Provide multiple ways to respond. In a classroom, this means allowing participants to submit their questions in writing, on posted flipcharts, and in ways other than raising a hand. That is even easier in a virtual environment with the availability of the chat, polls, annotations, and other tools.
Let them rehearse responses. Activities such as Think, Pair, Share—where participants can reflect on a question individually and with a partner before responding in front of an entire group—enable the more introverted ones to feel comfortable and give everyone a chance to practice what they will say. Similarly, you can pose questions before sending participants out for breaks, or let them reflect in writing before initiating a group conversation.
Give everyone a turn. When all the learners must answer a question, there will be less anxiety about being called on or whether what they have to say is worthy. Don't overuse this strategy, because it means the majority of the group will be in listening mode for an extended period.
Make it easy to respond. When participants are on mute during a virtual training course, that is one extra obstacle to speaking up. Try asking participants to mute only when there is a lot of noise in the background. I've also found it helpful to have people raise their hands by typing the word "Hand" into the chat. That way, I only have to watch one space constantly—the chat—and don't have to keep my eye out for physical hands raised or for raised hands in another (participant) window.
How do you solicit questions from learners?
There is value in having participants respond to questions and even more value in having them pose questions. When learners can take in information and then consider it enough to frame a relevant question, they are actively processing that content in their working memories. But what if, when you make time for their questions, participants aren't asking any?
Use the same tips you would to solicit responses. For example, allow quiet time for learners to formulate questions, provide multiple ways for them to submit questions (in virtual classrooms, use software that enables people to submit questions and lets their peers "vote up" the questions that they also want answered), let them brainstorm questions with a peer before a formal Q&A period, or suggest that everyone submit one question.
Read body language. Sometimes participants will express questions nonverbally and more generally. In such cases, say something to the effect of "Some of you look confused," and ask them what is causing them confusion.
Prompt with personal disclosure. Make asking a question less of a stigma by sharing a personal story of the questions you had when you were in their shoes ("When I was learning this, I wondered …").
Teach them skills for creating a good question. Maybe learners just don't know what's acceptable to ask or how to craft a good question. Share this article, or others on the topic of questioning, so that they learn the benefits of asking questions and how to craft better ones. Regardless of your program's content, it can impart this life skill.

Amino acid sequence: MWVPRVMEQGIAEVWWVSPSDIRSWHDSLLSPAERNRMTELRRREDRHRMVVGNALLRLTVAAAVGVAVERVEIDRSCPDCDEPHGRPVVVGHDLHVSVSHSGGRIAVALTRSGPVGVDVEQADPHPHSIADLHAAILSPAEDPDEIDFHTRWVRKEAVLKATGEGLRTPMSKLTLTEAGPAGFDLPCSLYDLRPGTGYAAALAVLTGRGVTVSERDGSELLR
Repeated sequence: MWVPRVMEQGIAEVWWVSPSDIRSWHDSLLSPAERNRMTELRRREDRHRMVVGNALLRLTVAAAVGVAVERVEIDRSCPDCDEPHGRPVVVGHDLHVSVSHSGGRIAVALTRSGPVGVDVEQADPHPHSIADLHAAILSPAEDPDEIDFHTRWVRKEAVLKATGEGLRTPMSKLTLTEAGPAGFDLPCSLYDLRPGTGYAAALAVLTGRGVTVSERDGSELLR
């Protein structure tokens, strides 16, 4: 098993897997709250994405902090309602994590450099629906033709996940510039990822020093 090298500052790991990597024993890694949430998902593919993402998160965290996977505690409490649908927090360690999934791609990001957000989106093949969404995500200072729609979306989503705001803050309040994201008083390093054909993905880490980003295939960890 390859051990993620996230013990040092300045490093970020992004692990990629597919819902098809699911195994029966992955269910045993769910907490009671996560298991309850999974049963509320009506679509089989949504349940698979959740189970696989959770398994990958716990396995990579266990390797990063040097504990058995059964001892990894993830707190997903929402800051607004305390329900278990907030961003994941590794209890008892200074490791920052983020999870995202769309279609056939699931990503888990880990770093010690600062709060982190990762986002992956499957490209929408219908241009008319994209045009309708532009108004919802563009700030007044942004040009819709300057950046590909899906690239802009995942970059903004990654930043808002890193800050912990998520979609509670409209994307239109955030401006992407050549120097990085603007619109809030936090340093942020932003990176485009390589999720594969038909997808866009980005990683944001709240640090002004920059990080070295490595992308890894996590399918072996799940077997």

Ask: How should I interpret the lack of questions? When no one is asking anything, find out why. Is it because they are lost and confused? Because something happened before they arrived in the session that is clogging their brains? Is it because the content is too easy? Sometimes when you ask, it will light a fire under them to respond now that they know you've noticed and so that you don't take it personally.
How do you respond to learner questions?
The most nerve-racking part of synchronous training events can be responding to participant questions. Although you can prepare for other parts of the course, this is not one component you can be fully prepared for. Further, you may be concerned about losing credibility during an unplanned dialogue. One tip is to have responses ready for any anticipated learner questions. The following techniques, taken from my book Troubleshooting for Trainers, are additional ways to address participants' weighty questions.
Change your mindset. Move from thinking "Oh no, they're asking questions. I must not have done a good job" to "Wow! They are interested and engaged enough to ask questions" or "Questioning what you hear is a vital critical thinking skill that I can help learners develop."
Repeat the question when necessary. Some situations warrant you repeating or rephrasing a question. They include when the question needs clarification, when you have a large audience and many participants may not have heard the question, and when the question needs to be reworded.
As an example for the latter situation, if a learner phrased a question in a negative manner or in a way that seems meant to trap you, reword it in a more positive way before giving a response. So, if a learner asks, "Isn't this active listening stuff just patronizing and tricking people into thinking you care?" you could rephrase it as: "José, are you wondering whether active listening is genuine?"
Avoid judgments like "Great question." It may seem natural to label some questions as good, great, or excellent, but those are in fact judgments you are making about the question—and potentially about the questioner. Work on stopping yourself from evaluating each question. Instead, at the end of the Q&A period or periodically during the course, state: "Everyone has asked such thoughtful questions."